Considerations for ‘learning outside the classroom’ under COVID-19 restrictions
Opening the school gates to more than the current few vulnerable pupils and children of key workers will undoubtedly raise many questions about how to operate as safely and within the current guidelines as possible within a school setting.
Considerations for ‘learning outside the classroom’ under COVID-19 restrictions
Opening the school gates to more than the current few vulnerable pupils and children of key workers will undoubtedly raise many questions about how to operate as safely and within the current guidelines as possible within a school setting. Consideration for social distancing, enhanced hygiene and reduced contact with surfaces that others may also come into contact with, while also remembering we are working with children, some as young as 4! Not an easy task and of course everyone’s priority will always be the safety and wellbeing of children.
Across all school operations, there is an enormous amount to consider but this article is going to focus on ‘learning outside the classroom’, by which we mean formal or informal activity for pupils outside of school buildings such as PE/sport, traditionally indoor classes delivered outdoors, team games/activities and break times. Of course each school will operate differently and so the issues highlighted here won’t necessarily fit your school perfectly, but we hope it will prove useful in assisting your planning.
The virus and the outdoors
It is widely documented (and is common sense) that in general terms, so long as social distancing is adhered to, the risk of contracting the virus outside is lower than when indoors. Outdoor spaces large enough for individuals to socially distance allow suspended particles that might contain the virus (and any other germs!) to disperse into lower concentrations and therefore hopefully reduce the likelihood of infection. So getting outdoors is to be encouraged, and not just for what you’d usually go outdoors for; we should be more creative than that in the current climate.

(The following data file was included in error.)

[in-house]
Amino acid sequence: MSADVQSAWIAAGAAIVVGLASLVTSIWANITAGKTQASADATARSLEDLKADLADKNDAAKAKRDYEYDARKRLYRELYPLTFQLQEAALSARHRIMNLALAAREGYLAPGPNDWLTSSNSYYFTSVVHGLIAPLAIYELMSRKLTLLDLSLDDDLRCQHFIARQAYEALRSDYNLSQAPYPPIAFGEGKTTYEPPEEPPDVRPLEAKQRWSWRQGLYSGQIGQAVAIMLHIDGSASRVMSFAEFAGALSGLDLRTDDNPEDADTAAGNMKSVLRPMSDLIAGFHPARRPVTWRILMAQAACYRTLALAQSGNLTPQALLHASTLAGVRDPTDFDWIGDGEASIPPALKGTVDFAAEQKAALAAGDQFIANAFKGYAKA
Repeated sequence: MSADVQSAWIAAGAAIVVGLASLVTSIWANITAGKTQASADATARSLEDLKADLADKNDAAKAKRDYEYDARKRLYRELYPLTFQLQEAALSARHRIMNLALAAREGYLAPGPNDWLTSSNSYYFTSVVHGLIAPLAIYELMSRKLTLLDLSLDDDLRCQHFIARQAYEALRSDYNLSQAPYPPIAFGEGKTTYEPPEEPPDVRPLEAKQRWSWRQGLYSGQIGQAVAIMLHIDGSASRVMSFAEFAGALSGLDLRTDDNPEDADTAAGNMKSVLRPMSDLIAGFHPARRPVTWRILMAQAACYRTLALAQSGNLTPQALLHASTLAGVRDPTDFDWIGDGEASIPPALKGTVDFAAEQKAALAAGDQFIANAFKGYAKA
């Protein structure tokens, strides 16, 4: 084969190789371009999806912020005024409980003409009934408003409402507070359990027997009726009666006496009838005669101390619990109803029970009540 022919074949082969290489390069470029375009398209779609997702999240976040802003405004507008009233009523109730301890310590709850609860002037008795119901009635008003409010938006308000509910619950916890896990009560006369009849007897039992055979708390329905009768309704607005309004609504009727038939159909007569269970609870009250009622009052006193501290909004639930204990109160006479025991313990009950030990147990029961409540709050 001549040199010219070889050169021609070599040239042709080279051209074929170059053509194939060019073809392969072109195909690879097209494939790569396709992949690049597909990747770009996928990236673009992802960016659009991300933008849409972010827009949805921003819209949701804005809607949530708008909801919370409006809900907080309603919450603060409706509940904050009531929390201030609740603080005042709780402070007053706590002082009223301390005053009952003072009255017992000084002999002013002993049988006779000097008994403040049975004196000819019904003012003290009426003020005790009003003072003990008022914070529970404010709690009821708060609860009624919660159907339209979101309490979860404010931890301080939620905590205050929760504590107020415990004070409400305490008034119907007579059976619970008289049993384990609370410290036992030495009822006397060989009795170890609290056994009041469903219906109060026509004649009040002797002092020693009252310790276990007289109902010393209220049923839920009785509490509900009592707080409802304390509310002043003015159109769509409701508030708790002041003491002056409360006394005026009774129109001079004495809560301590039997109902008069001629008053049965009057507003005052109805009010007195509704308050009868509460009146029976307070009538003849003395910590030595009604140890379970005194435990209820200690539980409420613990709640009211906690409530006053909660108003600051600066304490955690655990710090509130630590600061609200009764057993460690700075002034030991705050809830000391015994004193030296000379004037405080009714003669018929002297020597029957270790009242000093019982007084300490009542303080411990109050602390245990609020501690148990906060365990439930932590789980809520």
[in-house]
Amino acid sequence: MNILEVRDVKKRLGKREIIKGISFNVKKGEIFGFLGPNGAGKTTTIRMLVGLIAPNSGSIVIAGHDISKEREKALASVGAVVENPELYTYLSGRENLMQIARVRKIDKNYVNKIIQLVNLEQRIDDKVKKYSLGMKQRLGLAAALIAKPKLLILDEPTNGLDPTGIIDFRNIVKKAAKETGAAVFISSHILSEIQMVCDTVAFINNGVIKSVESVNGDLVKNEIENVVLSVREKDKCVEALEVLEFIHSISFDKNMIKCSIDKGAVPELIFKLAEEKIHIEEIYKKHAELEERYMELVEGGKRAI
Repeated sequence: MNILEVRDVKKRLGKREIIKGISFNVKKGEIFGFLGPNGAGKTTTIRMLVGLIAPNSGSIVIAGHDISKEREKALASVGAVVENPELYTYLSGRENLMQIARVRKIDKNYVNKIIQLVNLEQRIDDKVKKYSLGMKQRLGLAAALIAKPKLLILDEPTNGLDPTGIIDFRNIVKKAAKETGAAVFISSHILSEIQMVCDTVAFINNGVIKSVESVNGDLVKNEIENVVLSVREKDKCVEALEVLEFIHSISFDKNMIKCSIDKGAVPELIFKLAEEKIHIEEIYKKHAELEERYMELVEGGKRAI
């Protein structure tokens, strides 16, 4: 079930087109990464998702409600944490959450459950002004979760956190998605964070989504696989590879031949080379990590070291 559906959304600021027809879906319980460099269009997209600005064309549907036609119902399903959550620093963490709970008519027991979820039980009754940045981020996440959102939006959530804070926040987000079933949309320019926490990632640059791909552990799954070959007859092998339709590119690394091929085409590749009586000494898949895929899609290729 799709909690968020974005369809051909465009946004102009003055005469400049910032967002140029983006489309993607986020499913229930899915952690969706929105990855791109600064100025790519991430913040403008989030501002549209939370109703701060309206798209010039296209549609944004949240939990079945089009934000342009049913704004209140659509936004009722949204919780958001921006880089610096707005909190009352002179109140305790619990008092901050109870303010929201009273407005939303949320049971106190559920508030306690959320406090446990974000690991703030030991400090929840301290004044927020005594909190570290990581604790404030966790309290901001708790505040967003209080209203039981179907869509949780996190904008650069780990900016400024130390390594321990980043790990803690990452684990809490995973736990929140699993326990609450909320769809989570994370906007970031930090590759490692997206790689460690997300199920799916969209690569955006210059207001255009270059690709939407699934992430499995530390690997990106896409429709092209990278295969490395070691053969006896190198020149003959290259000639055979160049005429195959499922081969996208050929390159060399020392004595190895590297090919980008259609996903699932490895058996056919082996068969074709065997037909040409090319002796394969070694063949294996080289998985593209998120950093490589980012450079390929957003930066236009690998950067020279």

“The place of learning outside the classroom and the benefits for mental health and well-being will become more apparent than ever before and school leaders will be searching for ways in which to deepen the learning experience.”
Steve Dool, Chair Council for Learning Outside the Classroom April 2020
How the outdoors can reduce the impact of restrictions in schools
Classrooms will be different places to what we have become accustomed to, at least for the time until a vaccine or treatment is found. Fewer seats, fewer children, more restrictions on pupil movement around class and school, restrictions on staff moving between classes, surfaces that can’t be touched, items that can’t be shared and as a result, normal school activities that will need to change.
It therefore makes sense to use the outdoor space as wisely and frequently as possible to allow children to have some freedom (albeit at 2m distance from others). While venturing off-site is sadly not likely to be possible for the immediate future, we can use the space available in school grounds to bring lessons to life. Deliver assemblies outdoors, teach some classes outdoors and eat packed lunches outdoors. This will be a welcome break from the confines of the new format classroom.
In time of course, we recommend that schools consider inviting outdoor education specialists into school to deliver structured on-site team activities and they are currently busy adapting their programmes to suit the new restrictions. Outdoor activity centres and adventurous activity providers employ highly qualified staff that bring a huge variety of skills and enthusiasm, and the benefits to pupils of such activity is widely documented. Of course, they are all DBS checked and have safeguarding training so could be a temporary additional workforce to help schools on days when more activity could be delivered on site. Sadly, many of these residential activity centres have been unable to operate for some months and it is in schools’ interests that they are able to reopen when the current situation allows.